User Control and Persistence

User Control and Persistence

Post by Jeff Gaine » Thu, 09 Nov 2006 02:11:03



I have written a User Control based on a ListView, it uses 'extended'
Column Headers, ListViewItems and ListViewSubItems all based on their
respective base classes. In addition it has its own collection class for
the items, sub-items and column headers.

It works exactly as required when I use it in a project with links to the
source files but when I try to use the compiled DLL it forgets its column
header settings from design mode to run mode.

I am (at least half) guessing this is related to Persistence but since
that's a new subject to me I need a bit more help than I can find in the
help file - i.e. an example would be good!

Am I on the right lines? If so can anybody point me to an example or
tutorial on Persistence? If I'm on the wrong track any other
thoughts/suggestions?

Many thanks.

--
Jeff Gaines
 
 
 

User Control and Persistence

Post by Jeff Gaine » Thu, 09 Nov 2006 19:59:02

On 08/11/2006 in message <PBpF# XXXX@XXXXX.COM > Linda



Hi Linda,
Many thanks for your reply, carefully saved :-)

I added the following to my code:

[Category("Behavior"),
Description("The list's column headers."),
DesignerSerializationVisibility(DesignerSerializationVisibility.Content),
Editor(typeof(CollectionEditor), typeof(UITypeEditor)) ]
public new ExtendedLVColumnHeaderCollection Columns
{
get { return this.m_Columns; }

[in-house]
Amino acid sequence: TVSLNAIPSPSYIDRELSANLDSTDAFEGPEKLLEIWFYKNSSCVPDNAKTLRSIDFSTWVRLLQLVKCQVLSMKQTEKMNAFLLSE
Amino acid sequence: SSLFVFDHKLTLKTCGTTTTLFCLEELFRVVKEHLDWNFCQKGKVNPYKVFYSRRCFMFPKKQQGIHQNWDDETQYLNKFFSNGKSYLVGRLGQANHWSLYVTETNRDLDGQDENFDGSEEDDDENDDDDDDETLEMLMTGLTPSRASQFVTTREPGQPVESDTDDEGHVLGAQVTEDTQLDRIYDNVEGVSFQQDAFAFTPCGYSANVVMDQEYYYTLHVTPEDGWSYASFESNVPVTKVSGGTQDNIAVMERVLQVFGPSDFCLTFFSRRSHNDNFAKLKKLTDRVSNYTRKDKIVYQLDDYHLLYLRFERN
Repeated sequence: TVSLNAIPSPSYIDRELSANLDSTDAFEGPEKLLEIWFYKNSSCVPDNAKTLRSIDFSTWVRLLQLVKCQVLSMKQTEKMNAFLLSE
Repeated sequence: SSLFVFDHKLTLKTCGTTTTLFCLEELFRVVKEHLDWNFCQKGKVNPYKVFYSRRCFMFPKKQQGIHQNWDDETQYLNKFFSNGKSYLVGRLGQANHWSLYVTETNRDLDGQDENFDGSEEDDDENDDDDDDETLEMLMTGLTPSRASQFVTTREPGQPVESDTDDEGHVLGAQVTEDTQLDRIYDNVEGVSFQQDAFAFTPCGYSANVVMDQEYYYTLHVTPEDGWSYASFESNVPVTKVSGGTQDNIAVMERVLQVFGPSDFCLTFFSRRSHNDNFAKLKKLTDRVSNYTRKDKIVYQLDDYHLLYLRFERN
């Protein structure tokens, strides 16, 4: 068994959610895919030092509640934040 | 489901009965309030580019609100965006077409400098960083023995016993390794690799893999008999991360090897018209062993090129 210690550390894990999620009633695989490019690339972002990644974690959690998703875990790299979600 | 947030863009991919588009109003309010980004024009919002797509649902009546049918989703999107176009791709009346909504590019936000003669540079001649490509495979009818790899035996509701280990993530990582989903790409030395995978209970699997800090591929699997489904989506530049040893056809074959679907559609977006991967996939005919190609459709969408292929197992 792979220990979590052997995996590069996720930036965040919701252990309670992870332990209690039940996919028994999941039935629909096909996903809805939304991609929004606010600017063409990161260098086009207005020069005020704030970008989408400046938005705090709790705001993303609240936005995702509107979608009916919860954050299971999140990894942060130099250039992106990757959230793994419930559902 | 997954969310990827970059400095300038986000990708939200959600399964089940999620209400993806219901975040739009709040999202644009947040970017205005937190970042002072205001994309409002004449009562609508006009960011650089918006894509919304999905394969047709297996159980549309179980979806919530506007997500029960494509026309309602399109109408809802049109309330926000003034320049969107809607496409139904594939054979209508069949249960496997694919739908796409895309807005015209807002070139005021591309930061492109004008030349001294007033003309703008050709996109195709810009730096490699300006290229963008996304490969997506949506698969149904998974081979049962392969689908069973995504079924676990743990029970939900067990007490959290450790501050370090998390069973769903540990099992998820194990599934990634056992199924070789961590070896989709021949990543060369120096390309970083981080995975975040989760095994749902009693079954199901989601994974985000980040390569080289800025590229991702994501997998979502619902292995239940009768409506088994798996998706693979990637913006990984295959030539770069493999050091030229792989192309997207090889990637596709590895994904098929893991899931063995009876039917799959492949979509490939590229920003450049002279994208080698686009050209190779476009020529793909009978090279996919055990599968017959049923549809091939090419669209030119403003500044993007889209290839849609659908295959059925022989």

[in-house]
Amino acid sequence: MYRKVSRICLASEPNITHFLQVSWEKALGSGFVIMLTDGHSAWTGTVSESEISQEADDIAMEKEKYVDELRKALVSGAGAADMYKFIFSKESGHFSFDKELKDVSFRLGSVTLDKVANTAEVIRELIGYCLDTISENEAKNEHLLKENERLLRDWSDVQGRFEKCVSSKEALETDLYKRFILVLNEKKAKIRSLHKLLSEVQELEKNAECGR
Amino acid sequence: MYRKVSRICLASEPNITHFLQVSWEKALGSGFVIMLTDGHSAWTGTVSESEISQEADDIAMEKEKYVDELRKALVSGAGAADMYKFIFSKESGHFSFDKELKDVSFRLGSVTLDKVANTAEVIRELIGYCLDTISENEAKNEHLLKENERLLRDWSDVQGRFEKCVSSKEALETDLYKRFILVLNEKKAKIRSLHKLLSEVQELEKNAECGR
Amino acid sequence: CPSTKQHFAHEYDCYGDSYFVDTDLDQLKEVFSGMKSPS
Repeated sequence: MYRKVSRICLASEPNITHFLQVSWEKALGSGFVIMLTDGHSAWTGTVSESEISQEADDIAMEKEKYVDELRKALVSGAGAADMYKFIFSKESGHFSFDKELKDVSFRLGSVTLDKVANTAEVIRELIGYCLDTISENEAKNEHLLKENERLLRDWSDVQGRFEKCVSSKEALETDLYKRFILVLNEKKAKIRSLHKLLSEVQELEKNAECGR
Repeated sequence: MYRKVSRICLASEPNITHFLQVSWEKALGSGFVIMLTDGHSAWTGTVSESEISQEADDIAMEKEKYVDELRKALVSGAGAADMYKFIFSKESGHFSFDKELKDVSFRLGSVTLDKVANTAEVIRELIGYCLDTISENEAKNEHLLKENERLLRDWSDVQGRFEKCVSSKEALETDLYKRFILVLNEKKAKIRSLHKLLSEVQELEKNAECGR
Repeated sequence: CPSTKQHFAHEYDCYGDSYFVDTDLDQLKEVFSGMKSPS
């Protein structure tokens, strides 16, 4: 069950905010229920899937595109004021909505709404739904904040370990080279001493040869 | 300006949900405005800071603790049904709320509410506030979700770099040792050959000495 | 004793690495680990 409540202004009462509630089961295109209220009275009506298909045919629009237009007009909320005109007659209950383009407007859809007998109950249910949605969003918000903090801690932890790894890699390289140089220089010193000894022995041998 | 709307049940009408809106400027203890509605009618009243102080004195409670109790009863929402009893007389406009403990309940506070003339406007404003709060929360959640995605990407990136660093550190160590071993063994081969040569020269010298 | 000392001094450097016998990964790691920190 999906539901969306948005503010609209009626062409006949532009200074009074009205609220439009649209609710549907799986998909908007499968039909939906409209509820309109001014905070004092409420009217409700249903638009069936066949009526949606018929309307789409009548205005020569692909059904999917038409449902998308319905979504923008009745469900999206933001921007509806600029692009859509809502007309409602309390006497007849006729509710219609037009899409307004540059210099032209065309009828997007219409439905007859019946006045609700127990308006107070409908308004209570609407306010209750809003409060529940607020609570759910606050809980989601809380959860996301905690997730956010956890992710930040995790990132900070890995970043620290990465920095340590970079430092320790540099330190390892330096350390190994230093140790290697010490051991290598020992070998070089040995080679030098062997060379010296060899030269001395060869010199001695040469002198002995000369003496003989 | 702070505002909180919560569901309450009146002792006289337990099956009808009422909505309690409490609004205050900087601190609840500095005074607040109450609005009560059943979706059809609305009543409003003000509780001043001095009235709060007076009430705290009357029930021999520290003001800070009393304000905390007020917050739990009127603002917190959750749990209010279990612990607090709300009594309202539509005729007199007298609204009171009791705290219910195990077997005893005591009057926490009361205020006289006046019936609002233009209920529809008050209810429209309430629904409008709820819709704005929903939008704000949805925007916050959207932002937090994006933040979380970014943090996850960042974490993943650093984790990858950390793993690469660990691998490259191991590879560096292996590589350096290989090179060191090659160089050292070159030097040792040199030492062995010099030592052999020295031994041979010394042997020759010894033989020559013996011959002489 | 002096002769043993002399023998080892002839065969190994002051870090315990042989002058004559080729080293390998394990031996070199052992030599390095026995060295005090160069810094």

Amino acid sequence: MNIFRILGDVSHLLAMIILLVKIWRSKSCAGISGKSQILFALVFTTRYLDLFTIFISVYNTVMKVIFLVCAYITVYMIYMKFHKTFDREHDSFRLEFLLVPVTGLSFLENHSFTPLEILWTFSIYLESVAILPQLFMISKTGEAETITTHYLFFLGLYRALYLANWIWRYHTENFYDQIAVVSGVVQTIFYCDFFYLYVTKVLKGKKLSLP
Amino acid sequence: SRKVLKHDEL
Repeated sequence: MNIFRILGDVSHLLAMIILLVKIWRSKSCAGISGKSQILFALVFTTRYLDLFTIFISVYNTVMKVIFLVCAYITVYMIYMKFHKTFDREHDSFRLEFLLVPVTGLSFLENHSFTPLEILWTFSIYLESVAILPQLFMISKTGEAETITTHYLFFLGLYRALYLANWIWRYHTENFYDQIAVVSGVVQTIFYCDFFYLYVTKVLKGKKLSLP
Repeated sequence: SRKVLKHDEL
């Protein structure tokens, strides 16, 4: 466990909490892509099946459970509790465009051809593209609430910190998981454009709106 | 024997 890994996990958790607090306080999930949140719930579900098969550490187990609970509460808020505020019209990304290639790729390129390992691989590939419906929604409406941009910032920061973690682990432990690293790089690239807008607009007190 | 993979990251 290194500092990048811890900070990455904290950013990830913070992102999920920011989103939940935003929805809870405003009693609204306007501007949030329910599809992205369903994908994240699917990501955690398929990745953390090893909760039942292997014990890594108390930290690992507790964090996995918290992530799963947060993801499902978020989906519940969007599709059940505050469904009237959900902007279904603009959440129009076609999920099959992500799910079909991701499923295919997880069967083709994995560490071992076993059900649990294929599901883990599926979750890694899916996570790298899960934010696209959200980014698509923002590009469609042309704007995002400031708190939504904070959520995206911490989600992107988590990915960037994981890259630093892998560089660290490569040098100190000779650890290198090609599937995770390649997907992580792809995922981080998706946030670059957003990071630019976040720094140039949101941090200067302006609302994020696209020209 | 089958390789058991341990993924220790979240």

}

And it's working fine now, I need to study the help and see exactly why -
I guess it's the DesignerSerializationVisibility part that's doing the work?

--
Jeff Gaines

 
 
 

User Control and Persistence

Post by v-lli » Fri, 10 Nov 2006 22:09:50

Hi Jeff,

Thank you for your prompt response.

Yes, you're right. It works because a
DesignerSerializationVisibilityAttribute with a value of Content is
augmented to the collection property in your project.

When a serializer persists the persistable state of a design mode document,
it often adds code to the initialization method of components to persist
values of properties that have been set at design time. This happens by
default for most basic types, if no attribute has been set to direct other
behavior.

With the DesignerSerializationVisibilityAttribute, you can indicate whether
the value for a property is Visible, and should be persisted in
initialization code, Hidden, and should not be persisted in initialization
code, or consists of Content, which should have initialization code
generated for each public, not hidden property of the object assigned to
the property.

Members that do not have a DesignerSerializationVisibilityAttribute will be
treated as though they have a DesignerSerializationVisibilityAttribute with
a value of Visible. The values of a property marked as Visible will be
serialized, if possible, by a serializer for the type. Note that not all
types has such a serializer, e.g. a derived class from CollectionBase, the
ExtendedLVColumnHeaderCollection in your project and etc. For the
properties of these types, we could apply a
DesignerSerializationVisibilityAttribute with a value of Content. Then, the
properties will be serialized in code.

When we apply a DesignerSerializationVisibilityAttribute with a value of
Content to a property, we could also specify custom serialization using the
DesignerSerializerAttribute.

The sample I sent to you in my first reply is the one that implement a
custom serialization.

Hope this helps.
If you have any question, please feel free to let me know.


Sincerely,
Linda Liu
Microsoft Online Community Support